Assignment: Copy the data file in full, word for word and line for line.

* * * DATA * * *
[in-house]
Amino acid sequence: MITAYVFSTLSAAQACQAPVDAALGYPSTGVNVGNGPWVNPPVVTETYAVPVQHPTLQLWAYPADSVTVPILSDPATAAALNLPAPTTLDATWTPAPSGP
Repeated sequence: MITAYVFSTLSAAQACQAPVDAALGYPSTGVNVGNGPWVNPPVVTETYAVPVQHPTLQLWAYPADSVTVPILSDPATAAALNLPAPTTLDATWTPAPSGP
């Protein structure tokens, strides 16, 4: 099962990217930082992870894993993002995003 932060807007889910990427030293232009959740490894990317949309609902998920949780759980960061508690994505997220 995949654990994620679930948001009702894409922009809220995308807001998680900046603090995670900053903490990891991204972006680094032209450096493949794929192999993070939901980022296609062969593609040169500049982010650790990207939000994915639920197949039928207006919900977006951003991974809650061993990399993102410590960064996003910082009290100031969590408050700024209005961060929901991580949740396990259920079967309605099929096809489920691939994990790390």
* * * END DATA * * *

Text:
[in-house]
Amino acid sequence: MITAYVFSTLSAAQACQAPVDAALGYPSTGVNVGNGPWVNPPVVTETYAVPVQHPTLQLWAYPADSVTVPILSDPATAAALNLPAPTTLDATWTPAPSGP
Repeated sequence: MITAYVFSTLSAAQACQAPVDAALGYPSTGVNVGNGPWVNPPVVTETYAVPVQHPTLQLWAYPADSVTVPILSDPATAAALNLPAPTTLDATWTPAPSGP
């Protein structure tokens, strides 16, 4: 099962990217930082992870894993993002995003 932060807007889910990427030293232009959740490894990317949309609902998920949780759980960061508690994505997220 995949654990994620679930948001009702894409922009809220995308807001998680900046603090995670900053903490990891991204972006680094032209450096493949794929192999993070939901980022296609062969593609040169500049982010650790990207939000994915639920197949039928207006919900977006951003991974809650061993990399993102410590960064996003910082009290100031969590408050700024209005961060929901991580949740396990259920079967309605099929096809489920691939994990790390």